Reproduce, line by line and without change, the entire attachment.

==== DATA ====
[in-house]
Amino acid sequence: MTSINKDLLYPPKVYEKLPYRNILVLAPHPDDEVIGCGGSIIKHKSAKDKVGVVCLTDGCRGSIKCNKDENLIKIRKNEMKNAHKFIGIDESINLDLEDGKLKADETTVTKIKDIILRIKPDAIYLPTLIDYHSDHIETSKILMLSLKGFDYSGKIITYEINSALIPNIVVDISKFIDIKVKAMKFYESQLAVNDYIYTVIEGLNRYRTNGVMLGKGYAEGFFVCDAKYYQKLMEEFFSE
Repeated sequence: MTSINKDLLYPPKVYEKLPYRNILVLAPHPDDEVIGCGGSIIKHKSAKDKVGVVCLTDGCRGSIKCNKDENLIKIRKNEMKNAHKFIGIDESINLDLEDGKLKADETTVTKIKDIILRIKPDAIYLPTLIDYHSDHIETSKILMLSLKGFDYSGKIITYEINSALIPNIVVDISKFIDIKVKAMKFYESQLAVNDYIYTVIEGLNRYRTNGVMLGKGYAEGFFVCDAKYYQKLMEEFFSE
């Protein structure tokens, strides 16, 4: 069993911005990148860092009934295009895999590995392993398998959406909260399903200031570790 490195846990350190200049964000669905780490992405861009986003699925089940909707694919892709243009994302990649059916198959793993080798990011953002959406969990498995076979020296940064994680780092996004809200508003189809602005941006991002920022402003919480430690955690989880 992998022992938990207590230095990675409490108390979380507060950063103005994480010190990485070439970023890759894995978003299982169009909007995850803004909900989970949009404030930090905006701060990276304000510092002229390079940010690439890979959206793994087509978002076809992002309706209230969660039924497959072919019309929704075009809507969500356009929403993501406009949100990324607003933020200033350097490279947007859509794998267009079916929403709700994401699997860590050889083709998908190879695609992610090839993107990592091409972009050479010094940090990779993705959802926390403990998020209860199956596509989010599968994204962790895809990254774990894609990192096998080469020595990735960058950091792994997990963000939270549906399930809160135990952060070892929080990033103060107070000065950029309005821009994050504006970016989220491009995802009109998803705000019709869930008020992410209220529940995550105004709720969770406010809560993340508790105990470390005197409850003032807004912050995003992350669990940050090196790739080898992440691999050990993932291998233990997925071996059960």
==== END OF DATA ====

[in-house]
Amino acid sequence: MTSINKDLLYPPKVYEKLPYRNILVLAPHPDDEVIGCGGSIIKHKSAKDKVGVVCLTDGCRGSIKCNKDENLIKIRKNEMKNAHKFIGIDESINLDLEDGKLKADETTVTKIKDIILRIKPDAIYLPTLIDYHSDHIETSKILMLSLKGFDYSGKIITYEINSALIPNIVVDISKFIDIKVKAMKFYESQLAVNDYIYTVIEGLNRYRTNGVMLGKGYAEGFFVCDAKYYQKLMEEFFSE
Repeated sequence: MTSINKDLLYPPKVYEKLPYRNILVLAPHPDDEVIGCGGSIIKHKSAKDKVGVVCLTDGCRGSIKCNKDENLIKIRKNEMKNAHKFIGIDESINLDLEDGKLKADETTVTKIKDIILRIKPDAIYLPTLIDYHSDHIETSKILMLSLKGFDYSGKIITYEINSALIPNIVVDISKFIDIKVKAMKFYESQLAVNDYIYTVIEGLNRYRTNGVMLGKGYAEGFFVCDAKYYQKLMEEFFSE
């Protein structure tokens, strides 16, 4: 069993911005990148860092009934295009895999590995392993398998959406909260399903200031570790 490195846990350190200049964000669905780490992405861009986003699925089940909707694919892709243009994302990649059916198959793993080798990011953002959406969990498995076979020296940064994680780092996004809200508003189809602005941006991002920022402003919480430690955690989880 992998022992938990207590230095990675409490108390979380507060950063103005994480010190990485070439970023890759894995978003299982169009909007995850803004909900989970949009404030930090905006701060990276304000510092002229390079940010690439890979959206793994087509978002076809992002309706209230969660039924497959072919019309929704075009809507969500356009929403993501406009949100990324607003933020200033350097490279947007859509794998267009079916929403709700994401699997860590050889083709998908190879695609992610090839993107990592091409972009050479010094940090990779993705959802926390403990998020209860199956596509989010599968994204962790895809990254774990894609990192096998080469020595990735960058950091792994997990963000939270549906399930809160135990952060070892929080990033103060107070000065950029309005821009994050504006970016989220491009995802009109998803705000019709869930008020992410209220529940995550105004709720969770406010809560993340508790105990470390005197409850003032807004912050995003992350669990940050090196790739080898992440691999050990993932291998233990997925071996059960």